The Constitutional Court (CC) ordered Handó to testify before their judges last week, presumably in relation to her rationale in transferring the Hagyó case.  When the Court made the announcement that they would hear Handó, proponents of a better judicial system celebrated, since this was perceived as the CC’s defiant stance against Fidesz’s overreaching, power-grabbing efforts to intimidate and overwhelm the independence of the CC.

In a disappointing turn of events however, the CC announced that the hearing would take place behind closed doors.  This generated cries of foul play from the Hungarian Civil Liberties Union, the Hungarian Helsinki Commission, and other supporters of a more transparent Hungary.  So far, I have not been able to find an announcement about the passing of the hearing between the CC and Handó.

The decision from the European Court of Human Rights comes in a time when major European political organs, human rights watchdogs, and the talking heads of the ominous western media lay waste to every move of Hungarian Prime Minister Viktor Orbán and his party loyalists, many of whom have been conspicuously promoted to top administrative positions throughout every branch of government despite their lack of logically necessary qualifications. Perhaps not since the dissolution of the Iron Curtain has the world focused its critical lens on the small Central European country.

Will the judicial system continue to be the submissive lapdog, feigning respect for transparency and independence until its trainer commands it to lie down and play dead? Time will tell how the ECHR decision will affect the Hagyó case, if at all.

The European Court of Human Rights Declares Hungary Guilty!

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Hagyó Wins in Strasbourg!

Just this morning the Second Section of the European Court of Human Rights (ECHR) in Strasbourg, France delivered its decision on the case Hagyó vs Hungary.  The court announced that it found the Hungarian judiciary guilty and thus in violation of all alleged charges.  The official decision is here.

Hagyó, former Deputy Mayor of Budapest and Member of Parliament, lodged a complaint with the ECHR on September 6, 2010 regarding the circumstances of his pretrial detention.

The former MSZP politician, and main defendant in what has been dubbed the BKV trial, complained that he was denied access to the case file which allegedly contained evidence necessitating his detention.  Moreover, Hagyó asserted that despite his deteriorating health his sentence was repeatedly protracted and visitation rights with his common-law wife were overly restricted.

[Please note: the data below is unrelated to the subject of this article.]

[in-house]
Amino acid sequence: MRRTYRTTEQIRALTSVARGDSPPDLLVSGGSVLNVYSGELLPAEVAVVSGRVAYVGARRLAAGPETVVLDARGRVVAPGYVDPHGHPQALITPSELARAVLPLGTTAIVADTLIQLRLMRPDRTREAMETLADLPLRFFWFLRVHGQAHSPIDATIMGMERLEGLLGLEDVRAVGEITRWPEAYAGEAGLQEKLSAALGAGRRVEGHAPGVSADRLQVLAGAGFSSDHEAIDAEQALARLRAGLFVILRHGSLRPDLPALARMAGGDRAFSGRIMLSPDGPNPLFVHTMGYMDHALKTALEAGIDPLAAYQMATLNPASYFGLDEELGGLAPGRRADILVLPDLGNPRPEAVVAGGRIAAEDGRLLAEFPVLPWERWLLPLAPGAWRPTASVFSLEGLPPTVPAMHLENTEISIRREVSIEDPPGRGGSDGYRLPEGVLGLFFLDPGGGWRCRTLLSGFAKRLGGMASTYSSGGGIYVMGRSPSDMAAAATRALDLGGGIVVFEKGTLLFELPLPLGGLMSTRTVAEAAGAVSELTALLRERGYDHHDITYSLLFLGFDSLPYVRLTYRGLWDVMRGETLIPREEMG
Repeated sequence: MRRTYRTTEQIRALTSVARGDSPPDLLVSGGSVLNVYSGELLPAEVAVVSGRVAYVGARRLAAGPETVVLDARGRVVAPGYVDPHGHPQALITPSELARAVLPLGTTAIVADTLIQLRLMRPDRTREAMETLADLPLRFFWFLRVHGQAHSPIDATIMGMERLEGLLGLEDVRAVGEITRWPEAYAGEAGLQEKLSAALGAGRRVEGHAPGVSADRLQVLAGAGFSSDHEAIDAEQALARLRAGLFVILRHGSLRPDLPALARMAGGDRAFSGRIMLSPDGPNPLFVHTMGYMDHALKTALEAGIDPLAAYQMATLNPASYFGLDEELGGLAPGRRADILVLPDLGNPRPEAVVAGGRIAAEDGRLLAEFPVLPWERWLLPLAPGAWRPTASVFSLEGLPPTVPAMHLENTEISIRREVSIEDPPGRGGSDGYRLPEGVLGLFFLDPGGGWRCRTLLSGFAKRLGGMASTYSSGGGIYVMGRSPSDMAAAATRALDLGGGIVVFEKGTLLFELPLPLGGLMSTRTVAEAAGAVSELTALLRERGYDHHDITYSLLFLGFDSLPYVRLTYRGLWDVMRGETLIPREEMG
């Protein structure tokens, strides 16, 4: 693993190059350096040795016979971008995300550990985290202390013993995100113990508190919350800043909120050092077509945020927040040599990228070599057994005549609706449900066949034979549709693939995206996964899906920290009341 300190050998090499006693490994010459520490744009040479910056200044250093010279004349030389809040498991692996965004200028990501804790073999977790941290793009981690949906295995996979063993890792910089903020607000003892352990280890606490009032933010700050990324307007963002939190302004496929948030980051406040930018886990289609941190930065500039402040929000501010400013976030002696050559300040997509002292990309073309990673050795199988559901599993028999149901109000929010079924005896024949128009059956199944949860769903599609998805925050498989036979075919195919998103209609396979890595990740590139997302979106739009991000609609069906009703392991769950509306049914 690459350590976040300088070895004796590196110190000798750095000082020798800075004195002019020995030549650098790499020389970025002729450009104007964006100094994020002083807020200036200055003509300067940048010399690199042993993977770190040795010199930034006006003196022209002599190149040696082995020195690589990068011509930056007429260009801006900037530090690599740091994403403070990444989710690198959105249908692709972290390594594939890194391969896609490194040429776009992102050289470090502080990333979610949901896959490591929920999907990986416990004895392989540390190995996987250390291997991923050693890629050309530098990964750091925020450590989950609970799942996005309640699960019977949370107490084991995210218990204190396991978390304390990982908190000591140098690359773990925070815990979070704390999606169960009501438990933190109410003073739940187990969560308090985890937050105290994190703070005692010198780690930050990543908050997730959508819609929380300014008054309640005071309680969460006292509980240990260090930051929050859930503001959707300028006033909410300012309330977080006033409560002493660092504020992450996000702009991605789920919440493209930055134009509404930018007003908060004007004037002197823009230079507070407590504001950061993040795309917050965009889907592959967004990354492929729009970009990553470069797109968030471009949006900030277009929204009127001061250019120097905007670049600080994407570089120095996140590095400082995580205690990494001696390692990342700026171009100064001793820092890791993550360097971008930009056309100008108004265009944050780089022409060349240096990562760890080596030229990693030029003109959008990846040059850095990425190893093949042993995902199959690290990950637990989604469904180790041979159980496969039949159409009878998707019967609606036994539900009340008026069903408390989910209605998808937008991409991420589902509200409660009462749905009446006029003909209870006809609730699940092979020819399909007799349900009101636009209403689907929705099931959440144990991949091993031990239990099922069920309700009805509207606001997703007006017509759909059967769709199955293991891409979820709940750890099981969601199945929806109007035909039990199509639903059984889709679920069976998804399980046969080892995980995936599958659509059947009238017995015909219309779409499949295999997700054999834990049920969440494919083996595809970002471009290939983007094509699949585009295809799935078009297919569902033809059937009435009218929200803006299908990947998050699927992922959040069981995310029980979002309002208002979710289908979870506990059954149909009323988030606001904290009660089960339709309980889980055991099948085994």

The Buda Central District Court ordered Hagyó to be detained on May 17, 2010.  He remained in the Budapest Penitentiary until February 23, 2011.  At the advice of medical experts, Hagyó was released into house arrest after the Budapest Regional Court determined that the state of his poor and declining health lessened the danger of absconding.

This decision occurs amidst the frequent international scrutiny about the credibility of the Hungarian judicial system.  The skeptics cite an intentional destruction of the checks and balances between major government institutions, initiated by a hastily affected constitution in January 2012.

Government supporters claim these accusations are false, and that many of Hungary’s critics have misunderstood the facts.

Does this decision further validate the international criticism on the Hungarian judicial system?  Or, as is commonly heard from Fidesz representatives, is this more undeserved bullying from the major powers who wish to see the failure of Hungary?  Only time will tell how this major verdict will affect the judicial process.

European Court of Human Rights Ready to Announce Verdict about the Hagyó Case

According to Népszava, a Hungarian daily, the European Court of Human Rights announced that it will make a verdict on Tuesday, April 23 regarding the trial of former Budapest Deputy Mayor Miklós Hagyó.

via European Court of Human Rights Ready to Announce Verdict about the Hagyó Case.